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1 John 4:9–10
From the Confessions: The Defense of the Augsburg Confession
Concerning Confession and Satisfaction
The doctrine concerning faith must be retained, that by faith we obtain remission of sins for Christ's sake—not for the sake of our works that precede or follow. This is why we have especially discussed the question of satisfactions, because in submitting to them the righteousness of faith is obscured, and people think that they obtain forgiveness of sins for the sake of these works. This error is assisted by many sayings that are current in the schools, such as their definition of “satisfaction”: that it is done to appease the divine displeasure.
Pulling It Together
It bears repeating: our love, devotion, good works, and religious activities do not satisfy God’s justice. Only God’s Son propitiates, appeases, or satisfies God’s just demand for holiness. Through faith in Christ, we are credited with righteous (Rom 4:24; 2 Cor 5:21; Gal 3:6; Phil 3:9). We are given the righteous of Christ through faith in him (Rom 3:22). Our love for each other and for God is not a saving devotion. Real love, saving love, is that God loved us before we ever had a thought for him, and sent his Son to be the perfect and final satisfaction for our sins—and not only for ours, but for the sins of the entire world (1 John 2:2).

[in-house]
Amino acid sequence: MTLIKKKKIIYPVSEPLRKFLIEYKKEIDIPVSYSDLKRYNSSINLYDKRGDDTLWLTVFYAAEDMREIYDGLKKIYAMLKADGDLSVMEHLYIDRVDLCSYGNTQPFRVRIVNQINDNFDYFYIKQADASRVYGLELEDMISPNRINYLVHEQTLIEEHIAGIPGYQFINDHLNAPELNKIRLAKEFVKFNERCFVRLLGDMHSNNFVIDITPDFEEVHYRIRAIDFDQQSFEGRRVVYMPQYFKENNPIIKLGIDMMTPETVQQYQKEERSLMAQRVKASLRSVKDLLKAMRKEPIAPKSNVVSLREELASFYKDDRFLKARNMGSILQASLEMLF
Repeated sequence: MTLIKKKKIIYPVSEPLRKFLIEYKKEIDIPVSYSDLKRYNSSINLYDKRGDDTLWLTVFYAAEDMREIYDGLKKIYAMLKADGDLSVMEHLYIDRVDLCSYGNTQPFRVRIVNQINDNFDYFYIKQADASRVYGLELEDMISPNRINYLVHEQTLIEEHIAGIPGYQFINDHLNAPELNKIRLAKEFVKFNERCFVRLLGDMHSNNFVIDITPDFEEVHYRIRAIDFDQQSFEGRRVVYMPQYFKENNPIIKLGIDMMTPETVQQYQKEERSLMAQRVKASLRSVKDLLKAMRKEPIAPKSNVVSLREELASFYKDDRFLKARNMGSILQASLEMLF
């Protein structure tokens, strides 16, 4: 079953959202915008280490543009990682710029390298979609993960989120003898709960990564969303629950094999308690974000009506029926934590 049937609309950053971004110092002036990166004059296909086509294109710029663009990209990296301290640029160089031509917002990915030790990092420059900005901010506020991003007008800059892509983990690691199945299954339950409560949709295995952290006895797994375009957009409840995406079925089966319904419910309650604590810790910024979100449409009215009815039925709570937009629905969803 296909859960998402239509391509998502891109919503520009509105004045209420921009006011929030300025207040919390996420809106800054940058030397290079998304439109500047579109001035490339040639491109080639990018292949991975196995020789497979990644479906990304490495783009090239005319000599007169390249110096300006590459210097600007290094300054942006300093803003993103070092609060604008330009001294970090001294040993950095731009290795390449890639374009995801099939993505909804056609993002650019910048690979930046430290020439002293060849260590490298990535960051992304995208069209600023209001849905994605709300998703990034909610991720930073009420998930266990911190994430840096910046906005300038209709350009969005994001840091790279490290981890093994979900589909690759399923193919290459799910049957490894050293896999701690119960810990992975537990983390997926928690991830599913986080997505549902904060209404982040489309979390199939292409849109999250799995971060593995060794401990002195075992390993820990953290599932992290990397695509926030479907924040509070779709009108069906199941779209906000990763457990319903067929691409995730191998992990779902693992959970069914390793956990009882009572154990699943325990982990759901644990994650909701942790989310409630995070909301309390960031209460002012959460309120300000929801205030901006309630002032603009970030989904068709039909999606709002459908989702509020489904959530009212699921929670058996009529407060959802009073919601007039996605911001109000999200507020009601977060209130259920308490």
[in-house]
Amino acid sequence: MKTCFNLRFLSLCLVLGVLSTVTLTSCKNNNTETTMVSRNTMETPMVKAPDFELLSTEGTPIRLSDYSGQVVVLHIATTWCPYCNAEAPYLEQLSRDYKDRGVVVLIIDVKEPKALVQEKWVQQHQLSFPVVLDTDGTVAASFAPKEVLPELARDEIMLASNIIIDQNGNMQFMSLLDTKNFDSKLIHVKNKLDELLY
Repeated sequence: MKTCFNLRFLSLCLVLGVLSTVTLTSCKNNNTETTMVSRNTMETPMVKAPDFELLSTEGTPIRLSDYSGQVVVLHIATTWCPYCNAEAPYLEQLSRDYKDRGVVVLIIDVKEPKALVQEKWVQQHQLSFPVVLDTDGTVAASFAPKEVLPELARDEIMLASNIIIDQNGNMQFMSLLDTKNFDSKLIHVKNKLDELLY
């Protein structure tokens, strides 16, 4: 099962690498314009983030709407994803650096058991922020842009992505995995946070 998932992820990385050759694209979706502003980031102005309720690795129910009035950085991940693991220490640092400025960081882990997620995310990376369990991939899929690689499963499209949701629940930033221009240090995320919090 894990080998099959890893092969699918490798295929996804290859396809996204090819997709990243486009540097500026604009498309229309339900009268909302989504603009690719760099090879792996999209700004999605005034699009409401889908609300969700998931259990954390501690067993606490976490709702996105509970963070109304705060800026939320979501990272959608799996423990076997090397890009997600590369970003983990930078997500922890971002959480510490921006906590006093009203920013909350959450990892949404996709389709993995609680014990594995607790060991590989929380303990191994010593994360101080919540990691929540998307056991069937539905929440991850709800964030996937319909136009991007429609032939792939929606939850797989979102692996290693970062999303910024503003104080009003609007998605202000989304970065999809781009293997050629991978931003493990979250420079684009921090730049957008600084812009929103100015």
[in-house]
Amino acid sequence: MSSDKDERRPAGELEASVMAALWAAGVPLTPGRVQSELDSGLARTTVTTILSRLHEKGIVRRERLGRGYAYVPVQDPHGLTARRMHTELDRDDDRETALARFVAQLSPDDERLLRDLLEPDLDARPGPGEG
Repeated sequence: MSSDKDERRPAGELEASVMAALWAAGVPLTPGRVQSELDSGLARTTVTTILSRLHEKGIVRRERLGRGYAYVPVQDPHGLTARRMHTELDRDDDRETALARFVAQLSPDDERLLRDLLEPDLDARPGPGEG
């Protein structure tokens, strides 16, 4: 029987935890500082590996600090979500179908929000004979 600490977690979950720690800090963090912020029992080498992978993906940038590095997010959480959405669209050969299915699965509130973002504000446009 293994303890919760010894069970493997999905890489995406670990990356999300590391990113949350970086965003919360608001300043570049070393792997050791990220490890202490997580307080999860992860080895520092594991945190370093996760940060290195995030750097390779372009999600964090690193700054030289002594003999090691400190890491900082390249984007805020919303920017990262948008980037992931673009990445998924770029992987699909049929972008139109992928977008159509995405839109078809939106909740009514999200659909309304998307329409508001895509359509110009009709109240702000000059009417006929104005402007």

Prayer: Thank you, Lord Jesus, for satisfying your Father’s righteous demands so that I may enjoy your company forever. Amen.
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This pocket edition of Luther's Small Catechism includes quotations from the English Standard Versions (ESV) of Scripture, and the traditional ICET liturgical texts (as used in the Lutheran Book of Worship). The primary verses of Scripture, Creed, and Prayers are printed in italics; Luther’s explanations are printed in plain text. Luther’s explanations are formatted with a mid-sentence break, to highlight contrasting phrases and to aid in memorization.